Monday, September 5, 2016

Ruy Lopez Arkhangelsk 5...b5

Arkhangelsk Variation of the King Pawn Ruy Lopez begins 1.e4 e5 2.Nf3 Nc6 3.Bb5 a6 4.Ba4 Nf6 5.0-0 b5 6.Bb3 Bb7. This variation is named after a city in Russia near the White Sea that is about 1200 kilometers north of Moscow and east of Finland.

The strategy in this line is for White to develop his kingside first. He only starts on the queenside later. In contrast, Black develops the queenside. Black delays castling until White shows his plan. The variation had been played in a few notable games in chess history, but White usually won. Schlechter beat Chigorin in 1897. Capablanca beat Dale in 1919. Kotov beat Keres in 1950.

In the 1960s the line finally became popular. Malich, Vasiukov, and Bagirov all played the Arkhangelsk several times as Black. One of those early proponents was the energetic attacker Rashid Nezhmetdinov. He played the line against many famous players in the early 1960s, defeating opening theoretician Alexey Suetin.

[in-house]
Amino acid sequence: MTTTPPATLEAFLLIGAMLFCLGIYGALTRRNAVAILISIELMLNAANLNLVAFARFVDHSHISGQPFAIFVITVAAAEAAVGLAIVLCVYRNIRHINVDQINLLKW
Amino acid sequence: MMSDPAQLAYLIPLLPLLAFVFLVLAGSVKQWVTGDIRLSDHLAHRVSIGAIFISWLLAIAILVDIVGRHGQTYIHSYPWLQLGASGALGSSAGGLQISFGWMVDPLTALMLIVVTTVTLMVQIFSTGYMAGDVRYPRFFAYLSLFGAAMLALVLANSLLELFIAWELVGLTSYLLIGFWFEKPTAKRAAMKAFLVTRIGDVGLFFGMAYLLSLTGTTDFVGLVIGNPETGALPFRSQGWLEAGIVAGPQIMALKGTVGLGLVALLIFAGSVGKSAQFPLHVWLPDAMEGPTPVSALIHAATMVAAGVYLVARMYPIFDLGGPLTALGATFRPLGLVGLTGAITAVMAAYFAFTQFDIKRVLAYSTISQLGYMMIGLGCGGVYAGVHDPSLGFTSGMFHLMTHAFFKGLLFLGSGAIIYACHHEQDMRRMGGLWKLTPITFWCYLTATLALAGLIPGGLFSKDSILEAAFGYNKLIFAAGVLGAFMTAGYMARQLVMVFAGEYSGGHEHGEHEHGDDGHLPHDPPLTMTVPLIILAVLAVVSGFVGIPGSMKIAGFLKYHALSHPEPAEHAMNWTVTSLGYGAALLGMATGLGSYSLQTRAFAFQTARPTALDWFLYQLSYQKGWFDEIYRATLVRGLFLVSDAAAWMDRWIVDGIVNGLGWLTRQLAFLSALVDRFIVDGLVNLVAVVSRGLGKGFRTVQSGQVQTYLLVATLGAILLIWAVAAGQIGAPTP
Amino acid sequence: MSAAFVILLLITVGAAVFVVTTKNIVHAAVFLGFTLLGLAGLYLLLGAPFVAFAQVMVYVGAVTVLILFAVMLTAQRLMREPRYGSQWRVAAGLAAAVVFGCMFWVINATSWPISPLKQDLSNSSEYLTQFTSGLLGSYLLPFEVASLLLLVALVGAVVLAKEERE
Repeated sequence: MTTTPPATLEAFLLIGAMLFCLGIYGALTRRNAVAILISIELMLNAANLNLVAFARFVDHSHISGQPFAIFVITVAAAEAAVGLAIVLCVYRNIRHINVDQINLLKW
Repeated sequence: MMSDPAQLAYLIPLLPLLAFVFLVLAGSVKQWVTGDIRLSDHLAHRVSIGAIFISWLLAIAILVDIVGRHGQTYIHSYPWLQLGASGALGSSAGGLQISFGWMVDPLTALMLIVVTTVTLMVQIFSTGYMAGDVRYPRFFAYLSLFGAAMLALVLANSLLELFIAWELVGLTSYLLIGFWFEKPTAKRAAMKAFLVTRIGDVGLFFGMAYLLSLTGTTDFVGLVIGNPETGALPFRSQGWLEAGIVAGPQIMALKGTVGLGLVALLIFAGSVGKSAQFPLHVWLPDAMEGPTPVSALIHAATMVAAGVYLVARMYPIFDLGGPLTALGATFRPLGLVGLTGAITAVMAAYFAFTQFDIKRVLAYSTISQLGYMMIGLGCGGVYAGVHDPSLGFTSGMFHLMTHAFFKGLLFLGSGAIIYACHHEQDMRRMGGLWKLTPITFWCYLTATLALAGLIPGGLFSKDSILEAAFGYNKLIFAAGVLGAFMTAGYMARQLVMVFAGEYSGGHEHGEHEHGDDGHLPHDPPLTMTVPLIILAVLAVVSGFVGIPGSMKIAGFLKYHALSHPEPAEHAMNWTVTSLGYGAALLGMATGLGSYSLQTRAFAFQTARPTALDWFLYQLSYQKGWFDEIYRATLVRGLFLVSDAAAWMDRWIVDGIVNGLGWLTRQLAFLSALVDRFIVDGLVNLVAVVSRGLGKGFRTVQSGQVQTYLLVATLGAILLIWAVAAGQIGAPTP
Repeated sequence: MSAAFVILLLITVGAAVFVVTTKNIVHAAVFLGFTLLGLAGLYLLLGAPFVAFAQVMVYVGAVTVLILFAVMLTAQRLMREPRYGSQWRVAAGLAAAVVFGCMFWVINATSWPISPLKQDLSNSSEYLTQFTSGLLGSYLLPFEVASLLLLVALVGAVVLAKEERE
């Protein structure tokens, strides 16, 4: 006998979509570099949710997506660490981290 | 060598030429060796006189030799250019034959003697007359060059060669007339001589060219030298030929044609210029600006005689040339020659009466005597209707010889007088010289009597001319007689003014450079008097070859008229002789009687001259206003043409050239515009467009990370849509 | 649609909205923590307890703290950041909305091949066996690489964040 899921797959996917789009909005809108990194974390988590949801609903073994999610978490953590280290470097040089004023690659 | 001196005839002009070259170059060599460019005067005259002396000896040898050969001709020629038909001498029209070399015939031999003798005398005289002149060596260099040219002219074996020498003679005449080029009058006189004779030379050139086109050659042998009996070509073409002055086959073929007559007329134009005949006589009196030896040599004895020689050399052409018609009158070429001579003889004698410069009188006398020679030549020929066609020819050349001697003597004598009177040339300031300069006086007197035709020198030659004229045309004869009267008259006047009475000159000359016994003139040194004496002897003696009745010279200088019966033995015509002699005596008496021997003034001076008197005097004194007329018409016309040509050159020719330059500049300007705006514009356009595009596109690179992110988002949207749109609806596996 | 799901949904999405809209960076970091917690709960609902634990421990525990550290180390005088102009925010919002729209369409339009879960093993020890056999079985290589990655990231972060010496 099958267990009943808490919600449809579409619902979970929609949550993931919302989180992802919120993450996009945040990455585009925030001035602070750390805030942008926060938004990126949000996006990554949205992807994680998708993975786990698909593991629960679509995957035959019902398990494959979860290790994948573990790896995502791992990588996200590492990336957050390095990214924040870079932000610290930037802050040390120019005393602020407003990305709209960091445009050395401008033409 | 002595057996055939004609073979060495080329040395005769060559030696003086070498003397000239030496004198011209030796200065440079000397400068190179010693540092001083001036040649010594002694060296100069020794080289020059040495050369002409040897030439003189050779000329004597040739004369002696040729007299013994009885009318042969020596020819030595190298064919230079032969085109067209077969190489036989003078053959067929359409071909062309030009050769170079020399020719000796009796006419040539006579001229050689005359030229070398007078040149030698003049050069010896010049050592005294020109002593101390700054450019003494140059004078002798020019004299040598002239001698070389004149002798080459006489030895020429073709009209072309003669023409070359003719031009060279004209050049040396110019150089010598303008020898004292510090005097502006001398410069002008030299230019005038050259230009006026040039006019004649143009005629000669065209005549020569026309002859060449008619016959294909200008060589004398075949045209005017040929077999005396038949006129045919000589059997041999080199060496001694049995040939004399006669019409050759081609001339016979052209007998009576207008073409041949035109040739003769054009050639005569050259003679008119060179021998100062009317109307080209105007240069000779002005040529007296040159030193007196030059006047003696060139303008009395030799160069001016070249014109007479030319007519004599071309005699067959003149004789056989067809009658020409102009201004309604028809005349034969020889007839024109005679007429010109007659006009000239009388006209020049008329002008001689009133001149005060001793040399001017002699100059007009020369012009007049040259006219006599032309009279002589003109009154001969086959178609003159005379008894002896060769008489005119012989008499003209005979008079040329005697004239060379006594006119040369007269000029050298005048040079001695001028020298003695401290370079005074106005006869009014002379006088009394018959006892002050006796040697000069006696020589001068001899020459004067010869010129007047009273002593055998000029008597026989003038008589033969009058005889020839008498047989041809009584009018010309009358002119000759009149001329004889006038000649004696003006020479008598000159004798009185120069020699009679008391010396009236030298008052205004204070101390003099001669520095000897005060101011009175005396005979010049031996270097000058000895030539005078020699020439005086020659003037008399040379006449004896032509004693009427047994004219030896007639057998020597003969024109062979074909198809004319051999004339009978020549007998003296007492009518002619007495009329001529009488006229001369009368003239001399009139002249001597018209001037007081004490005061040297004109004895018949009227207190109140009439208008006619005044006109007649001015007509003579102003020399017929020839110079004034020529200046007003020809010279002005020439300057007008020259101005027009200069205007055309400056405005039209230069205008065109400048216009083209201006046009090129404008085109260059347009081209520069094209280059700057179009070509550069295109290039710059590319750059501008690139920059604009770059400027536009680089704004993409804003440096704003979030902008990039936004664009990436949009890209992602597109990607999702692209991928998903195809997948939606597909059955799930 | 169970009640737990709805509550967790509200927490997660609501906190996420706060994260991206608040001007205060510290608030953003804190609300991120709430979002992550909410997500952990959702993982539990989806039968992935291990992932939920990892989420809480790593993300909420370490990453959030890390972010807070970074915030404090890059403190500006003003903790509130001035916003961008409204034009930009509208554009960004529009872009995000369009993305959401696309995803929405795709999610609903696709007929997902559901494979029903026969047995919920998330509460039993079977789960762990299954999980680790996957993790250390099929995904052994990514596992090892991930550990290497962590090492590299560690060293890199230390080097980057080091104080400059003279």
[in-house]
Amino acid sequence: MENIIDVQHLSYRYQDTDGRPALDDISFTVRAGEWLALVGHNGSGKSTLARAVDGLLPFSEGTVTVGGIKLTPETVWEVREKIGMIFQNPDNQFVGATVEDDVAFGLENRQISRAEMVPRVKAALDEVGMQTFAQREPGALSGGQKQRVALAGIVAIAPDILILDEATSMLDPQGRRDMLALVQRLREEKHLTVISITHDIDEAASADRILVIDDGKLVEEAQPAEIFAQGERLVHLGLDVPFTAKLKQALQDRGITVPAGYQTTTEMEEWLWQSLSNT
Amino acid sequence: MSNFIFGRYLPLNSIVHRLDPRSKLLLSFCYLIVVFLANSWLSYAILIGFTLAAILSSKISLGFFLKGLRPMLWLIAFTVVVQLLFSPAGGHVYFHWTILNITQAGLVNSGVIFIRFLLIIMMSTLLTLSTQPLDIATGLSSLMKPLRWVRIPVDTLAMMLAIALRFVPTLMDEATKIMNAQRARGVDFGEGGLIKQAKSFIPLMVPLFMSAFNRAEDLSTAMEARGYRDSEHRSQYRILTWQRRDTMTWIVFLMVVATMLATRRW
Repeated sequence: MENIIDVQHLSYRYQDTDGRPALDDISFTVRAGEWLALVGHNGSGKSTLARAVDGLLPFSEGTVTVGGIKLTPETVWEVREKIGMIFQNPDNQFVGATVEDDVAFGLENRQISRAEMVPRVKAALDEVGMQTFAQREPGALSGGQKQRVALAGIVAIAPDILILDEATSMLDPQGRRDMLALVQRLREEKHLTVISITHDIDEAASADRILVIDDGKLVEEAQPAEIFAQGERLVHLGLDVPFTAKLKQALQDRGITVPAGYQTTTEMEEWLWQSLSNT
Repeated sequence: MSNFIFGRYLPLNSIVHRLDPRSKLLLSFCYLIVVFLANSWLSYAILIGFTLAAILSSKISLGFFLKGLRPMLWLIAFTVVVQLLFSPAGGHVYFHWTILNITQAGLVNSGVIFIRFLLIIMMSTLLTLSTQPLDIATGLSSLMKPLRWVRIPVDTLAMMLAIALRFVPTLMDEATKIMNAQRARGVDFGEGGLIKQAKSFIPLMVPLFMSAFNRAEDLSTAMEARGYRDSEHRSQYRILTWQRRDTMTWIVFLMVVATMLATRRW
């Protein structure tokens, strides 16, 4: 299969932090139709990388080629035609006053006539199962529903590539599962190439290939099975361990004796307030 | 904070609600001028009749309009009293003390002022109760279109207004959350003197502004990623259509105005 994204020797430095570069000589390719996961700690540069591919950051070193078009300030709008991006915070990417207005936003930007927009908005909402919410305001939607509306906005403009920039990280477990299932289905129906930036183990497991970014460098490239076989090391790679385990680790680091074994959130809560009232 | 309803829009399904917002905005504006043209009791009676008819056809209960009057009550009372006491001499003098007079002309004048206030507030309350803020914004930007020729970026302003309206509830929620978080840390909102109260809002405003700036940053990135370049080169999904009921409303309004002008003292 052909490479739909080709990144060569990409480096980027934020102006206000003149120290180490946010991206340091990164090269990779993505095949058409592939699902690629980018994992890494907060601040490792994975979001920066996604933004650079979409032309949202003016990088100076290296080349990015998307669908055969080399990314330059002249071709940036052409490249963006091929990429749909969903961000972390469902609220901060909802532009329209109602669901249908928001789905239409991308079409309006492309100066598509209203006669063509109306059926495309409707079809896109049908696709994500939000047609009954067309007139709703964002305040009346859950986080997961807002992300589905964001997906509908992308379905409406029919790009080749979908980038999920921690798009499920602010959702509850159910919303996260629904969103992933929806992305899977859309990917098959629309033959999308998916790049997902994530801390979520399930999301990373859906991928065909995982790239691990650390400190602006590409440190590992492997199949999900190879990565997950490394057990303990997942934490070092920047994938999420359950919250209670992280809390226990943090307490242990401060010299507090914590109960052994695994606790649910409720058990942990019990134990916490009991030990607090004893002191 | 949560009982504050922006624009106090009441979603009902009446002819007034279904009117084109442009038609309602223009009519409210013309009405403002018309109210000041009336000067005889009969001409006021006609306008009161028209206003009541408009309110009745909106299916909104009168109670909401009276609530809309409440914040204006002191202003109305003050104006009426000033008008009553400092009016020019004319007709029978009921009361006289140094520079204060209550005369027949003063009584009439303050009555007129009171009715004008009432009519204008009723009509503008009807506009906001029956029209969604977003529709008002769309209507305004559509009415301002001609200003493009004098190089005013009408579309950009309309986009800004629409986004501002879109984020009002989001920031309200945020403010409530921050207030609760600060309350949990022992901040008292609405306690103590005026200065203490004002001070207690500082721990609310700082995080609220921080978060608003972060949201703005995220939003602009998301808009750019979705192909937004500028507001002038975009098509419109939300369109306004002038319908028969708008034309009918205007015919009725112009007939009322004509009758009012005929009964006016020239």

I played Tom Elliott in a Ruy Lopez. He always seemed to have my number. White started well enough, but the idea of playing the bishop to Bg3 instead of Be3 did not work well. The losing move was the lemon 21.f3? You might want to call that a Blackmar-Diemer Gambit delayed way too long. I was outplayed. Tom Elliott deserved the victory that he earned.

Sawyer (1969) - Elliott (2144), corr APCT EMN-A-1, 05.12.1995 begins 1.e4 e5 2.Nf3 Nc6 3.Bb5 a6 4.Ba4 Nf6 5.0-0 b5 6.Bb3 Bb7 7.Re1 [This is the most popular move. Also good are 7.d3 and 7.c3] 7...Bc5 8.c3 d6 9.d4 Bb6 10.Bg5 [Best seems to be 10.Be3 0-0 11.d5=] 10...h6 11.Bh4 g5 12.Bg3 0-0 13.Qd3!? [13.a4 exd4 14.cxd4 Re8=] 13...Nh5 14.Bd5 Nxg3 15.hxg3 Qf6 16.Nbd2 [16.g4!?=] 16...Rae8 17.Nb3 exd4 18.Bxc6 Bxc6 19.cxd4 Re7 20.Nfd2 Rfe8 21.f3? [21.Rac1 Bb7-/+] 21...d5 [21...a5!-+ makes d4 hard to defend.] 22.Kh2 [22.Rad1 dxe4 23.Nxe4 Qg6-/+] 22...Qg6 23.g4 [23.Nc5 dxe4 24.fxe4 Bxc5 25.dxc5 Rd7-+] 23...dxe4 24.fxe4 Bxe4 25.Nxe4 Rxe4 26.Rxe4 Rxe4 27.Qd1 [27.Rf1 Rxg4 28.Qxg6+ fxg6-+] 27...Qd6+ 28.Kh1 Bxd4 [Or 28...h5-+] 29.Nxd4 Qxd4 30.Qxd4 Rxd4 31.Rc1 Rc4 0-1

You may also like: Caro-Kann (1.e4 c6) and Queen Pawn (1.d4 d5)
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